For most part, insects have been light infestations, some nutrient deficiency has showed up, and some wind damage.  All in all, the growing season might turn out ok.  A June rain certainly would be perfect.

            Acres of oilseeds, safflower, mustard, and flax are up substantially.  The may be down in other areas.  The crop reports will be viewed as market direction.  As soon as I have more data and a better look at our crop, I will update Bill's Corner.


January 12, 2017

     The beginning of 2017 is bringing the Idaho's snowpak to above average conditions.  This is needed as the last decades provided just enough water for the lawyers to keep busy year round.  I doubt this scenerio will change but the water users should be better off for the coming year. Idaho is finally having is finally having a good winter.  The ski resorts have smiles this year also.

      Interest in growing oilseeds is at an all time high  level.  We have been spending many hours on marketing and showing success for our efforts.  This coming year prices will be lower on mustard and flax from the 2016 levels and safflower

will remain steady unless acres start to increase as planting season approaches.  Our moistures  levels will be excellent, but more importantly this snow fall and cold weather should reduce the insect population for this coming year.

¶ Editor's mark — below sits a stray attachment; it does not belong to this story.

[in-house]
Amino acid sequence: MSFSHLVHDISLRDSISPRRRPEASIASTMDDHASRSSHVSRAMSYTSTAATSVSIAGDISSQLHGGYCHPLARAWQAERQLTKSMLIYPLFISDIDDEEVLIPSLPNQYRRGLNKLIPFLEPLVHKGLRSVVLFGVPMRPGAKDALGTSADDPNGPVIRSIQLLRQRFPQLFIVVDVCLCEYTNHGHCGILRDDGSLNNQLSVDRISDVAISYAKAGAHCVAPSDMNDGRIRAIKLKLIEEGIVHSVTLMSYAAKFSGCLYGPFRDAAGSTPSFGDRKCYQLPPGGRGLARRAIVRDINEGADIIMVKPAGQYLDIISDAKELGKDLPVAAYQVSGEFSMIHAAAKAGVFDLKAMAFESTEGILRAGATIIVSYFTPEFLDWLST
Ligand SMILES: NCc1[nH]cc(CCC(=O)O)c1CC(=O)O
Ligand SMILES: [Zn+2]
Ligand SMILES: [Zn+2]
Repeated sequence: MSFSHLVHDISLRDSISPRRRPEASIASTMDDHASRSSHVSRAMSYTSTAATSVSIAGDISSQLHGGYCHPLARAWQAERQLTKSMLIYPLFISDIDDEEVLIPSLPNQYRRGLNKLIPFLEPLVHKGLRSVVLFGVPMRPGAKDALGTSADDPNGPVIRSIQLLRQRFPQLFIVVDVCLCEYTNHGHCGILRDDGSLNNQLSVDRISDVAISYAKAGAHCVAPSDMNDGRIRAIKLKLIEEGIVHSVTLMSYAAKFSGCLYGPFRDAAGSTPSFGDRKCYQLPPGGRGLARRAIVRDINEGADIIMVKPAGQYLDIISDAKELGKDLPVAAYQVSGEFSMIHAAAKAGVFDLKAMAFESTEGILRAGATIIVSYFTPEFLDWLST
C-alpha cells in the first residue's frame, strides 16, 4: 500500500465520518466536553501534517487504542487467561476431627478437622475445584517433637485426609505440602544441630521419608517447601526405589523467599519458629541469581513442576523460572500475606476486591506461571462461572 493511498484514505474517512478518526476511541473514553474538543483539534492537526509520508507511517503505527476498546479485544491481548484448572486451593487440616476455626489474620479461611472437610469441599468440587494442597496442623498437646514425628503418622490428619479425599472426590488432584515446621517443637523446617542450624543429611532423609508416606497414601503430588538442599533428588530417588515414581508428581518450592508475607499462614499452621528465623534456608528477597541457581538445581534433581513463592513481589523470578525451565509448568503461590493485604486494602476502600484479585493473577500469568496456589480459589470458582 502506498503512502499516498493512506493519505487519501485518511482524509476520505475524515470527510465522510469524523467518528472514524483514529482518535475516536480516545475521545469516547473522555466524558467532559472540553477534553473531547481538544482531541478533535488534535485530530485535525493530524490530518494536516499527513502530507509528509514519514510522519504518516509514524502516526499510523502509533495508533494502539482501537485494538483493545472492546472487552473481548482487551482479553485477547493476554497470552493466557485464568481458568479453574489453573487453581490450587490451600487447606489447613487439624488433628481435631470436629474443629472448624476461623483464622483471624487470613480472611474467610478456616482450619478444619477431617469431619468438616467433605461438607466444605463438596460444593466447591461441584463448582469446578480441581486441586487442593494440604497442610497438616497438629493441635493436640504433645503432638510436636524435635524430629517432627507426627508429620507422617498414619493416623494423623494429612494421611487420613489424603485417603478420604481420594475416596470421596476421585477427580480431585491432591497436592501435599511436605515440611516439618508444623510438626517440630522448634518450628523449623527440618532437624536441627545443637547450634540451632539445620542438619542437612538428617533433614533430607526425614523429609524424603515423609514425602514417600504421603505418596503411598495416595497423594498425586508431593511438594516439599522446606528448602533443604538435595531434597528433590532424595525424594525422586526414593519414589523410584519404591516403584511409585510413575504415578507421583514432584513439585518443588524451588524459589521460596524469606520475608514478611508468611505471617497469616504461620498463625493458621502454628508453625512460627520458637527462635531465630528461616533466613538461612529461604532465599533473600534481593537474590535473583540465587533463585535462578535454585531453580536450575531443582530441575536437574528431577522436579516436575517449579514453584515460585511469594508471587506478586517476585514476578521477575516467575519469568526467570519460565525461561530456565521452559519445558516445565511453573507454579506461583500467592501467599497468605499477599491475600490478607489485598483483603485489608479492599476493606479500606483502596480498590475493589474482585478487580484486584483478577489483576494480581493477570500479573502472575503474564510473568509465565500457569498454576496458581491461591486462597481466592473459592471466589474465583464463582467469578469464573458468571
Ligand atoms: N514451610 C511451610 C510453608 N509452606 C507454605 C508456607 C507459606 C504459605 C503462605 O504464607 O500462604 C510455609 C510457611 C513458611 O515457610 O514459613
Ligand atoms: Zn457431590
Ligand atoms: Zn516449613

Mountain States Oilseeds is working the accommodate the increase interest is growing oilseeds. I will give my opinon: 

I do believe the agricultural markets are in the bottoming phase, so lets get 2017 out of the road to see the rebound in 2018.  I doubt whether the presidential election will have anything to do with the firming of markets but if they do I know who will take credit for the rebound.

      All in all, when compared to the grain markets the oilseeds have hung right in their the last couple of years.  They have been much stronger than grains.  If we look to the future, the flax market will only increase as consumers will buy healthy foods in the future.  This trend will see no decrease.   Mustard's future looks bright also as it uses are increasing and with new hybrid varieties about 4 years away the yields will be increasing to provide product for the increased demand.  Safflower may struggle somewhat to find increasing markets but time will tell.  The history of safflower tells us when increased demand is dead it will find new uses.